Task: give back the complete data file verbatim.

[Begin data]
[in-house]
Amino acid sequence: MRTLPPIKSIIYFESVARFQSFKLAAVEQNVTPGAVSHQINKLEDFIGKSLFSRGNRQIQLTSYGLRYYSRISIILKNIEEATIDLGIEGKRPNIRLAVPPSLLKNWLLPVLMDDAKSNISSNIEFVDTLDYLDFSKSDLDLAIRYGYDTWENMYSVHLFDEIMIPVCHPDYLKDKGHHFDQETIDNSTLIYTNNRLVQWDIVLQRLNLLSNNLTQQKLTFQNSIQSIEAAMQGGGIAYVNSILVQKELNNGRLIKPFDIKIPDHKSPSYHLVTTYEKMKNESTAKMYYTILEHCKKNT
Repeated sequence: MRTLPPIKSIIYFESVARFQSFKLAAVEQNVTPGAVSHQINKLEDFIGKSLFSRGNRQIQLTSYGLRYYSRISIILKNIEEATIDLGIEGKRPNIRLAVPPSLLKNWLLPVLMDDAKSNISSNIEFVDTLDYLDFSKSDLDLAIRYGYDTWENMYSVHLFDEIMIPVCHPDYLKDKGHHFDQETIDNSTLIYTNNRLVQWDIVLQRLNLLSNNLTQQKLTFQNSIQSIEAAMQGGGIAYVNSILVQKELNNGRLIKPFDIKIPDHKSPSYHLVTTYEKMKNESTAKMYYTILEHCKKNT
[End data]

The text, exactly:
[in-house]
Amino acid sequence: MRTLPPIKSIIYFESVARFQSFKLAAVEQNVTPGAVSHQINKLEDFIGKSLFSRGNRQIQLTSYGLRYYSRISIILKNIEEATIDLGIEGKRPNIRLAVPPSLLKNWLLPVLMDDAKSNISSNIEFVDTLDYLDFSKSDLDLAIRYGYDTWENMYSVHLFDEIMIPVCHPDYLKDKGHHFDQETIDNSTLIYTNNRLVQWDIVLQRLNLLSNNLTQQKLTFQNSIQSIEAAMQGGGIAYVNSILVQKELNNGRLIKPFDIKIPDHKSPSYHLVTTYEKMKNESTAKMYYTILEHCKKNT
Repeated sequence: MRTLPPIKSIIYFESVARFQSFKLAAVEQNVTPGAVSHQINKLEDFIGKSLFSRGNRQIQLTSYGLRYYSRISIILKNIEEATIDLGIEGKRPNIRLAVPPSLLKNWLLPVLMDDAKSNISSNIEFVDTLDYLDFSKSDLDLAIRYGYDTWENMYSVHLFDEIMIPVCHPDYLKDKGHHFDQETIDNSTLIYTNNRLVQWDIVLQRLNLLSNNLTQQKLTFQNSIQSIEAAMQGGGIAYVNSILVQKELNNGRLIKPFDIKIPDHKSPSYHLVTTYEKMKNESTAKMYYTILEHCKKNT